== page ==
As you know, GDI stands for Graphical Device Interface, and it's the part of Windows that represent graphical objects and makes it possible to send images to devices like screens and printers. NirSoft's GDIView is a free, portable tool that displays all your system's GDI handles: things like bitmaps, pens, brushes, fonts, and other graphical elements. It extracts a lot of useful information about each, such as Process name, DC (Device Context) and individual and total GDI counts. With a customizable view and column headers, it can create a variety of HTML reports.
NirSoft's all-purpose layout is just the thing for this sort of tool, with an upper list view and lower selection view. We could customize the column headings, show grid lines, mark new handles, enable tray icons, enable or disable counters, and copy and save selected items from similar controls on the menu bar and toolbar. The download includes a Compiled HTML Help file, and the program's Web page has useful information. But GDIView is very easy to use.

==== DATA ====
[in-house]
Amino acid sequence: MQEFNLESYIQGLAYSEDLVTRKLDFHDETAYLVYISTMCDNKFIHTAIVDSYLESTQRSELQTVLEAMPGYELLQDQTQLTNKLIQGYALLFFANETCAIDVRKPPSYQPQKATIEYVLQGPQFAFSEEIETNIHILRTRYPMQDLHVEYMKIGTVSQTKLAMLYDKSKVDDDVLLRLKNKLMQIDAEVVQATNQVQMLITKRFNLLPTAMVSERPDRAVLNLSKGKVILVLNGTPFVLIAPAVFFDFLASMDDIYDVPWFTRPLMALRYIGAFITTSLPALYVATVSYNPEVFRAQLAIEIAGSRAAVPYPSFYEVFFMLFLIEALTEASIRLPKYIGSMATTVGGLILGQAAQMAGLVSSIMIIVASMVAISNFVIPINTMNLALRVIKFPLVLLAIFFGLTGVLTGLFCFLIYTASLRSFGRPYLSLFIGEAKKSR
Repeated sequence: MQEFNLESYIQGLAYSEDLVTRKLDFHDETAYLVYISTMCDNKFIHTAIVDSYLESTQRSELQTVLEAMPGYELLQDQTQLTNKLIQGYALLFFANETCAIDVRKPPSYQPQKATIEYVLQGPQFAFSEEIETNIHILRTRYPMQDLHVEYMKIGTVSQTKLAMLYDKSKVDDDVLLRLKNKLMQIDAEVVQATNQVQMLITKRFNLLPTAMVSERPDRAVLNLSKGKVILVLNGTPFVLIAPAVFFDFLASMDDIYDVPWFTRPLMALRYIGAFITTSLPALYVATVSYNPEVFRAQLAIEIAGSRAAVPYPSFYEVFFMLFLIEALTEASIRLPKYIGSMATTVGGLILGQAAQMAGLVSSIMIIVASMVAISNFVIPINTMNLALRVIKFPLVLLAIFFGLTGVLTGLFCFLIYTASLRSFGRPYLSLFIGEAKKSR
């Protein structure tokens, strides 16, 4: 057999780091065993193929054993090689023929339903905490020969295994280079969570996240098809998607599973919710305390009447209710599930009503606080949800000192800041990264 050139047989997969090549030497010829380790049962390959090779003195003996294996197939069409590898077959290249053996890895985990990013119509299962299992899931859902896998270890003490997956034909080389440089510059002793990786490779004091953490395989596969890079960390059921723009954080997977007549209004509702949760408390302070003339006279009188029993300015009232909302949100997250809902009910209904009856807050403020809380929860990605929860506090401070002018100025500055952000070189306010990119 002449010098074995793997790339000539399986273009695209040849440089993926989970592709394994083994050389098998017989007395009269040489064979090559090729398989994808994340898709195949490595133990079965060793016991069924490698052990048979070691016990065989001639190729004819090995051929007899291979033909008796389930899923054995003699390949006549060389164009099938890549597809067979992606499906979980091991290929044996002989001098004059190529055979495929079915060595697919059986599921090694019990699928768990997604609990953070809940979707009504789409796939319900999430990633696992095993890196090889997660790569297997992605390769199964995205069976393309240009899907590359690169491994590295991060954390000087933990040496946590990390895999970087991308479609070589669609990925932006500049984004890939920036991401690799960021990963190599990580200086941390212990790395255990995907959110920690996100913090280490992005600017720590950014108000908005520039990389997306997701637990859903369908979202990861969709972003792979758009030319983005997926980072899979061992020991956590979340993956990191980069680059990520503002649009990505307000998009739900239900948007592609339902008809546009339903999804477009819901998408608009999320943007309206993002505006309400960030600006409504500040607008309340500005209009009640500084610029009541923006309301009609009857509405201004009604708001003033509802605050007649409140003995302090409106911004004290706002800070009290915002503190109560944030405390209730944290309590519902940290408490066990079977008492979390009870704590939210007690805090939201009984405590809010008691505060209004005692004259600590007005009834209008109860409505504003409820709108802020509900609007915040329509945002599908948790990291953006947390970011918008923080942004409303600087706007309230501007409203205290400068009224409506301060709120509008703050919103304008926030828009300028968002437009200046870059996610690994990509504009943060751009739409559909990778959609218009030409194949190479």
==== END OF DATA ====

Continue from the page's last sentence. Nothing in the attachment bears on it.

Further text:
Since GDIView is portable, it ran as soon as we clicked its extracted executable file. The list view displayed our system's 24 processes, with the first one selected and displayed in the lower half. GDIView displayed each Handle, its Object Type (Brush, Font, Bitmap, etc.), the Kernel Address, and more. By default, all available column headings are selected, but we could reduce the width of the view (and the need to scroll) by deselecting columns we didn't need. Though GDIView is a very straightforward program that simply extracts and displays data, it's also a highly specialized tool that does something unique and useful for those who need it. GDIView is available in separate downloads for 32-bit and 64-bit Windows editions. The program's installer won't let you use the wrong one, though, so if you're not sure which you need, you can try both.